Writers on Patricia Heaton's TV show say they quit over sexual harassment complaint against her husband

David Hunt, pictured with wife Patricia Heaton in 2016, was accused of inappropriately touching a female writer on the set of Carol's Second Act. (Photo: David Livingston/Getty Images)

In a new report published by the New York Times, two women who once wrote for Carol’s Second Act claimed they quit the CBS sitcom over how the network and showrunners handled a complaint against executive producer David Hunt — who also happens to be married to the show’s star, Emmy winner Patricia Heaton.

Writer Broti Gupta, who left the show in September, told the Times that she complained to HR about two instances in which the 65-year-old Hunt had allegedly touched her inappropriately. In early August, following a dinner for cast and crew at a pizza restaurant in Los Angeles, Hunt allegedly hugged Gupta from the side twice. She said he went on to compliment her pants and ran his hand up her thigh as they stood in the restaurant’s valet parking area.

Carol's Second Act stars Heaton, while Hunt is an executive producer. (Photo: Sonja Flemming/CBS via Getty Images)

A lawyer for Hunt and Heaton, who have been married since 1990 and have four sons, told the newspaper that the British actor, director and producer “did not remember the details as described.”

Attorney Bryan Freedman added that Hunt “does not recall rubbing anyone’s thigh or leg and he disputes that characterization of it.”

Weeks later, Gupta said she was sitting in a chair on set next to writer and co-executive producer Margee Magee, who left the sitcom in October. The women claim that Hunt, who appeared to be looking for something, took Gupta by the shoulders and “jerked” her forward, prompting Magee to say, “Excuse me.” Hunt, they told the Times, did not respond.

Freeman, Hunt and Heaton’s lawyer, said that his client “remembers looking for a script but does not remember the detail of touching anyone’s shoulders, and if he did that, it was not intended to be offensive.”

After the second alleged incident, Gupta confided in Magee about her experience. Magee encouraged her to air her concerns to Carol’s Second Act showrunners Sarah Haskins and Emily Halpern, who went on to alert CBS and its internal HR department. The network, which was rocked by allegations of sexual misconduct from the likes of news anchor Charlie Rose and former chairman Les Moonves, introduced new sexual harassment reporting guidelines in May, according to the Times, and vowed to “ensure safety and build trust."

Hunt (in 2006) had a guest role on his wife's previous show, Everybody Loves Raymond. (Photo: REUTERS/Mike Theiler)

Gupta said she met with HR executive Ellen Goldsmith, who she claimed told her that an investigation had backed up her report of the chair incident and that “she had no reason to doubt” the writer’s account of the first incident at the restaurant. Gupta reportedly told Goldsmith that she preferred to see Hunt undergo sexual harassment training rather than lose his job.

“I told them just my own personal code of ethics, which is that if there is space for education instead of punitive measures, then I believe in education,” Gupta told the paper.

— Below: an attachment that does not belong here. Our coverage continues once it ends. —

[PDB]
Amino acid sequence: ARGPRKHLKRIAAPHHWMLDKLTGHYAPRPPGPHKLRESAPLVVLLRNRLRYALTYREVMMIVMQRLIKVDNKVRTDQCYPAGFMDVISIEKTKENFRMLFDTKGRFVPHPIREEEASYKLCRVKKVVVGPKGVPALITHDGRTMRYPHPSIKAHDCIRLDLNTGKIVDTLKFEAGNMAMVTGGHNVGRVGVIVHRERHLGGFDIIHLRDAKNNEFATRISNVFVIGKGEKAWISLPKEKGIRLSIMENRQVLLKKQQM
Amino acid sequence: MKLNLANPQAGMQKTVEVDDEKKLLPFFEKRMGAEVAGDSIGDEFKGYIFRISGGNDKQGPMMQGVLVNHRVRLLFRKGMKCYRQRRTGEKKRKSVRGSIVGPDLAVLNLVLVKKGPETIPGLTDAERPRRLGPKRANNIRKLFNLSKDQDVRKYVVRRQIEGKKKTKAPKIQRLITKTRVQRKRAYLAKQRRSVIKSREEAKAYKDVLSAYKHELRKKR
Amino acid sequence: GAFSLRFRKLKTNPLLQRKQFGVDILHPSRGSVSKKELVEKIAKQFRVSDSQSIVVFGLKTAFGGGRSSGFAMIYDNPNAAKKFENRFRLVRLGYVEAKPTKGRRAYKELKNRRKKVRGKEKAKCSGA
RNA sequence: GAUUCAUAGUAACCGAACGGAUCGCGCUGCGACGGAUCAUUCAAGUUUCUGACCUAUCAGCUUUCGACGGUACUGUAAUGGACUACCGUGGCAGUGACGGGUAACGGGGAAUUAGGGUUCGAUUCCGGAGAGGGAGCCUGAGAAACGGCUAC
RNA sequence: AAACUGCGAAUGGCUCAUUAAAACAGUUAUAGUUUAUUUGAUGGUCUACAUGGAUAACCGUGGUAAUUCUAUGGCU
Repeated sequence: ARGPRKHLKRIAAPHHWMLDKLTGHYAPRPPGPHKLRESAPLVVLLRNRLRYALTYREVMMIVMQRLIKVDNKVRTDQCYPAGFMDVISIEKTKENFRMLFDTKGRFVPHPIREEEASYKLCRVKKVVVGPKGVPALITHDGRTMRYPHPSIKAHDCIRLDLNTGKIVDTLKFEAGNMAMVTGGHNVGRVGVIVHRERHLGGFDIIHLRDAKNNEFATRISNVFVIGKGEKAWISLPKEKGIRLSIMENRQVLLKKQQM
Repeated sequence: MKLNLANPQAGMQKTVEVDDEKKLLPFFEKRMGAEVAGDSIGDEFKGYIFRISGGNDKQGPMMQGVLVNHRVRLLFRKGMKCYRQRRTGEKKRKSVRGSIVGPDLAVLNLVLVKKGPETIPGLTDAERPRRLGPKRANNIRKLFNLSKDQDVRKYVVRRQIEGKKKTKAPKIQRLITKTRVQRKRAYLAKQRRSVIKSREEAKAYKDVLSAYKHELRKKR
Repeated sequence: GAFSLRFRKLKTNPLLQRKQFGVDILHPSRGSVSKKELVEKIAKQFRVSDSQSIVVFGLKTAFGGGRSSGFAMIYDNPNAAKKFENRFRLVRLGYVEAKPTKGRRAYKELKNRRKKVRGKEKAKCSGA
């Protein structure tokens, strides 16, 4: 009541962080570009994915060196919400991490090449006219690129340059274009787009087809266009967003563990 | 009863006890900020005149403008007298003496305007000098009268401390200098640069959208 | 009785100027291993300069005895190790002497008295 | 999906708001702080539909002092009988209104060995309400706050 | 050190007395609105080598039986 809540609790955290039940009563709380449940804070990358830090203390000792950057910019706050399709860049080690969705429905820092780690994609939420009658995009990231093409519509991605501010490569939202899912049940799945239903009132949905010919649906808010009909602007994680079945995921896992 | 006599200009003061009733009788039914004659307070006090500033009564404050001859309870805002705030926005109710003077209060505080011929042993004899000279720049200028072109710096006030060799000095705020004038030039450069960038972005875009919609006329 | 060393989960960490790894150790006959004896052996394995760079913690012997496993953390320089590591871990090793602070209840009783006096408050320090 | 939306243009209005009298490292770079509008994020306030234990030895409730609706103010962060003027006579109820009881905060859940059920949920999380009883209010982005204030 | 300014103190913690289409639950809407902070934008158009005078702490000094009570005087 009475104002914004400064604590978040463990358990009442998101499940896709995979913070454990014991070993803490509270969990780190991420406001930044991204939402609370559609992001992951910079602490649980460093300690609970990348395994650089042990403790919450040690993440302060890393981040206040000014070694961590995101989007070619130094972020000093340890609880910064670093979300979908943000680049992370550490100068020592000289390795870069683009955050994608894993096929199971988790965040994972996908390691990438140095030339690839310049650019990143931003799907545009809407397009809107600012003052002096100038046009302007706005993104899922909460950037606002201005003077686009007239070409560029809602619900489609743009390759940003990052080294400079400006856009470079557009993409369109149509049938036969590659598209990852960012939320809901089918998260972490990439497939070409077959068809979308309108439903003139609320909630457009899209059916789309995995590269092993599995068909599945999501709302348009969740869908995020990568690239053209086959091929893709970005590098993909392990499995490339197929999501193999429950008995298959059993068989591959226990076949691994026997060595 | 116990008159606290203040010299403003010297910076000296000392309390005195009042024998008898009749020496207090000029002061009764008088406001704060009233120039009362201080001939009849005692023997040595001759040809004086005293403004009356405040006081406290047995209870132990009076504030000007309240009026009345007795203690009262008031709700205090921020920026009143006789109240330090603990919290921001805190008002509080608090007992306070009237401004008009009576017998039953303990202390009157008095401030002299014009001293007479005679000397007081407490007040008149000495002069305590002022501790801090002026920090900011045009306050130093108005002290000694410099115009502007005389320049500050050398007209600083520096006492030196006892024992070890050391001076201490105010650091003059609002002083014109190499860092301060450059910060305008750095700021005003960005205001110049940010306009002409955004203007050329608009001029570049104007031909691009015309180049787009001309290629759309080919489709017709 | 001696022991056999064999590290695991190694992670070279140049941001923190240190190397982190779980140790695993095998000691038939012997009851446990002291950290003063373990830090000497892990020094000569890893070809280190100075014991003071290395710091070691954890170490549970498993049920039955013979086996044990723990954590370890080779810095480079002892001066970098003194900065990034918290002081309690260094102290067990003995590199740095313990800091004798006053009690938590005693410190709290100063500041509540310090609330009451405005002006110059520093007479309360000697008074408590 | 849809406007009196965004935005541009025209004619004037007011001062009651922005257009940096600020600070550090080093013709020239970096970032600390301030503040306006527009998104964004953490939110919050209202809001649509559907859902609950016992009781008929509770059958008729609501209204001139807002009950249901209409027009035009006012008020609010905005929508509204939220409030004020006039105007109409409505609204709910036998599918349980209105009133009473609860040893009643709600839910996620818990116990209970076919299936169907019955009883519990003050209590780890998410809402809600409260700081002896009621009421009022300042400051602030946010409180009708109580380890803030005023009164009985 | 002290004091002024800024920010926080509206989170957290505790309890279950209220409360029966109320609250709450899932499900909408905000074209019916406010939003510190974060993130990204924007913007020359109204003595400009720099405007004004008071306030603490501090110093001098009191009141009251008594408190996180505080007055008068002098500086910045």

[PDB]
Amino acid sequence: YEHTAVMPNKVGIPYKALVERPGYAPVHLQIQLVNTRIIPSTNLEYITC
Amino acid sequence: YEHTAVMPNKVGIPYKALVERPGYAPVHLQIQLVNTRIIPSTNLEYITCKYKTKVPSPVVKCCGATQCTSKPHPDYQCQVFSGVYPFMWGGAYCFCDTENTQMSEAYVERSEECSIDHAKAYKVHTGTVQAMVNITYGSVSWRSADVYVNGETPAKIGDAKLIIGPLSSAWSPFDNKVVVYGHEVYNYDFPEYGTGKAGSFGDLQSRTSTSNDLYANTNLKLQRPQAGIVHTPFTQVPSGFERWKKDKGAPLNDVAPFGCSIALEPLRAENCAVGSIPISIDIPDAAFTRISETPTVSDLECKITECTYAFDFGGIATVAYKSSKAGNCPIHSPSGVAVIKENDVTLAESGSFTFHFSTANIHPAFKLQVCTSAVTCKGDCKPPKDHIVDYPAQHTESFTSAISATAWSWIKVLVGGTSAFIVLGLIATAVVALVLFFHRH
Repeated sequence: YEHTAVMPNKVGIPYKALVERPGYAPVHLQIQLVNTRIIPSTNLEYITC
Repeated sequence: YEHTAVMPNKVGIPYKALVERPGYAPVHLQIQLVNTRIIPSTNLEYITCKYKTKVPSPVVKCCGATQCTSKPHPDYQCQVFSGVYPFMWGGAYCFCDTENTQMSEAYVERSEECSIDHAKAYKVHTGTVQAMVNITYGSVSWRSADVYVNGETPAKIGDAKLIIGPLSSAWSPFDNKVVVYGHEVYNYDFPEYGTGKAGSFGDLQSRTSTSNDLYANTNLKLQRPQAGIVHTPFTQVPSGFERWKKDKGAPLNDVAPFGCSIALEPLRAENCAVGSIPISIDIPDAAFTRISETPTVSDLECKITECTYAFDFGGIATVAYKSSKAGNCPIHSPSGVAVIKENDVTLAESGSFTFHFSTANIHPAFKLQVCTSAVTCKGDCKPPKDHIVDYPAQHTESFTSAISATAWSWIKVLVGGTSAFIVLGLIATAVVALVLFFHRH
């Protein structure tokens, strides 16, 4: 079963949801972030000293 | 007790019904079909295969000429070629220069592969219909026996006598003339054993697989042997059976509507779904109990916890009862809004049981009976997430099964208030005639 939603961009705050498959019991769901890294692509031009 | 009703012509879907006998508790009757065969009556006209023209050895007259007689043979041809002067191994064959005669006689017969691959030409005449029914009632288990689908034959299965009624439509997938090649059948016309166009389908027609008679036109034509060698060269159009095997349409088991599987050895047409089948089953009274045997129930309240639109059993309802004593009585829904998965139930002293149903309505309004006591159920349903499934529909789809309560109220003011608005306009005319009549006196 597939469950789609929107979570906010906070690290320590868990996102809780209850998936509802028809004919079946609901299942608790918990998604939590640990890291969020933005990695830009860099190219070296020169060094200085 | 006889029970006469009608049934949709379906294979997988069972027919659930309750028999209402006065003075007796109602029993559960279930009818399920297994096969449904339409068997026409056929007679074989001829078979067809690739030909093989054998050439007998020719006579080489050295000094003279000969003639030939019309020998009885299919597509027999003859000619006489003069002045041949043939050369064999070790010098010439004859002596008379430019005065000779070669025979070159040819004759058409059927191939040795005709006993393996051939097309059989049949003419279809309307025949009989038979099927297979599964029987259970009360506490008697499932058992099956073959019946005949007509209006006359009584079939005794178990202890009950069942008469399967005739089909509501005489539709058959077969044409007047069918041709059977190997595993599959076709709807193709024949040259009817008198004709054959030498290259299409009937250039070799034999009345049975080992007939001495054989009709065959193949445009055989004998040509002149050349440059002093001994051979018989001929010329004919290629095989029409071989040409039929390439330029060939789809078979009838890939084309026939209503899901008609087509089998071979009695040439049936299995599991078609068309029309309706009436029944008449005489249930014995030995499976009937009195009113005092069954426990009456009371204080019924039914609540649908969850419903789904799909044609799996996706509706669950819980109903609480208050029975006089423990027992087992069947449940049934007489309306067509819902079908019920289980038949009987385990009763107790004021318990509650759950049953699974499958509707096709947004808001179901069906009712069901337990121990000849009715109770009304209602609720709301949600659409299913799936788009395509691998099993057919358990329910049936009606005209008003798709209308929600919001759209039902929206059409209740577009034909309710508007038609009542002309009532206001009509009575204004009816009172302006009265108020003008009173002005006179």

According to the Times, Hunt completed sexual harassment training on Oct. 1 and received a “closure letter” from CBS which reportedly stated, “Your behavior caused the individual who raised the concerns to feel genuinely uncomfortable in the workplace and it reflected a disregard for CBS’s policies and guidance in the matter. You are hereby cautioned not to engage in such behavior.”

But by that time, Gupta had already quit in protest — with Magee soon to follow, later in October — over concerns that they were being punished for raising the issue. Days after Gupta’s last HR meeting about Hunt, writers on Carol’s Second Act were told that they could not attend that day’s rehearsal, and would no longer be individually allowed to workshop jokes to showrunners. Andrew Brettler, the lawyer representing showrunners Haskins and Ms. Halpern, told the Times that the changes affecting writers had been devised prior to Gupta’s complaint, in an effort to tamp down on-set chaos, and that the timing of the announcement coming on the heels of her HR talks were “a coincidence.”

While CBS backed the showrunners, Gupta said the changes in procedure felt like an effort to separate her from Hunt and “gave me no option but to leave the show.”

In a lengthy Twitter thread posted Saturday, a “disappointed, heartbroken and devastated” Gupta accused Haskins and Halpern of admitting to others that they’d taked “retaliatory actions” against her over the Hunt complaint.

Gupta’s tweets appear to be in reaction to the statement the showrunners gave to the Times.

“To be clear, we have never done and would never do anything to penalize or retaliate against anyone who raised these concerns,” Haskins and Halpern said. “We are devastated that many of the inflammatory claims that have been made about us are simply not tethered to the reality of what happened.”

Magee also said that she faced professional fallout on the set before making the decision to leave, a claim CBS has denied.

“Our human resources team always endeavors to address issues in a professional and sensitive manner, and we must clarify that certain allegations about them have either been misstated or taken wholly out of context,” the network said in response to claims that HR representatives mishandled the situation.

Both women have hired an attorney to make sure they are paid the amount owed to them according to their contracts, which CBS has reportedly agreed to do.

Neither Hunt nor Heaton has publicly addressed the Times report.

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